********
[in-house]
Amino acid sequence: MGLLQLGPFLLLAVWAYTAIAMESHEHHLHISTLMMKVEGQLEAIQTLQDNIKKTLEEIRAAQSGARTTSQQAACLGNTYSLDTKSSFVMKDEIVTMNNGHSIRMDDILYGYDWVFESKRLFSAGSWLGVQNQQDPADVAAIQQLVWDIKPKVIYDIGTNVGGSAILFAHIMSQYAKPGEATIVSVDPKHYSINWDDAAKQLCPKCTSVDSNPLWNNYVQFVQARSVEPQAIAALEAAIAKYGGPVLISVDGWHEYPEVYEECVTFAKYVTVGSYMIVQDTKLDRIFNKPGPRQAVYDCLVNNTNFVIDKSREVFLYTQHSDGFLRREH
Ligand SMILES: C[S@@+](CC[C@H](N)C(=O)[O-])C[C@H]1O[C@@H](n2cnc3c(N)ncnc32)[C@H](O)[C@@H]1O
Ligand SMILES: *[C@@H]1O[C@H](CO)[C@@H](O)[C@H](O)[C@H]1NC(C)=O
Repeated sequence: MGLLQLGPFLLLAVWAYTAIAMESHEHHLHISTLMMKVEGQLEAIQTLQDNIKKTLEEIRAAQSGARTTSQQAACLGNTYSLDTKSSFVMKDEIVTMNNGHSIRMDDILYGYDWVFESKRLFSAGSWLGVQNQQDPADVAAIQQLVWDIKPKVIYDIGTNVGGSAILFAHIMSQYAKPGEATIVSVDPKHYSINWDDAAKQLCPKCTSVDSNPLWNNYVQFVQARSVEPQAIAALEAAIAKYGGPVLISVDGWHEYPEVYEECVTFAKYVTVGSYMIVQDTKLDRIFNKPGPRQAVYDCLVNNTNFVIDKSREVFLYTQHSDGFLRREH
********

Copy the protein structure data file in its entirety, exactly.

[in-house]
Amino acid sequence: MGLLQLGPFLLLAVWAYTAIAMESHEHHLHISTLMMKVEGQLEAIQTLQDNIKKTLEEIRAAQSGARTTSQQAACLGNTYSLDTKSSFVMKDEIVTMNNGHSIRMDDILYGYDWVFESKRLFSAGSWLGVQNQQDPADVAAIQQLVWDIKPKVIYDIGTNVGGSAILFAHIMSQYAKPGEATIVSVDPKHYSINWDDAAKQLCPKCTSVDSNPLWNNYVQFVQARSVEPQAIAALEAAIAKYGGPVLISVDGWHEYPEVYEECVTFAKYVTVGSYMIVQDTKLDRIFNKPGPRQAVYDCLVNNTNFVIDKSREVFLYTQHSDGFLRREH
Ligand SMILES: C[S@@+](CC[C@H](N)C(=O)[O-])C[C@H]1O[C@@H](n2cnc3c(N)ncnc32)[C@H](O)[C@@H]1O
Ligand SMILES: *[C@@H]1O[C@H](CO)[C@@H](O)[C@H](O)[C@H]1NC(C)=O
Repeated sequence: MGLLQLGPFLLLAVWAYTAIAMESHEHHLHISTLMMKVEGQLEAIQTLQDNIKKTLEEIRAAQSGARTTSQQAACLGNTYSLDTKSSFVMKDEIVTMNNGHSIRMDDILYGYDWVFESKRLFSAGSWLGVQNQQDPADVAAIQQLVWDIKPKVIYDIGTNVGGSAILFAHIMSQYAKPGEATIVSVDPKHYSINWDDAAKQLCPKCTSVDSNPLWNNYVQFVQARSVEPQAIAALEAAIAKYGGPVLISVDGWHEYPEVYEECVTFAKYVTVGSYMIVQDTKLDRIFNKPGPRQAVYDCLVNNTNFVIDKSREVFLYTQHSDGFLRREH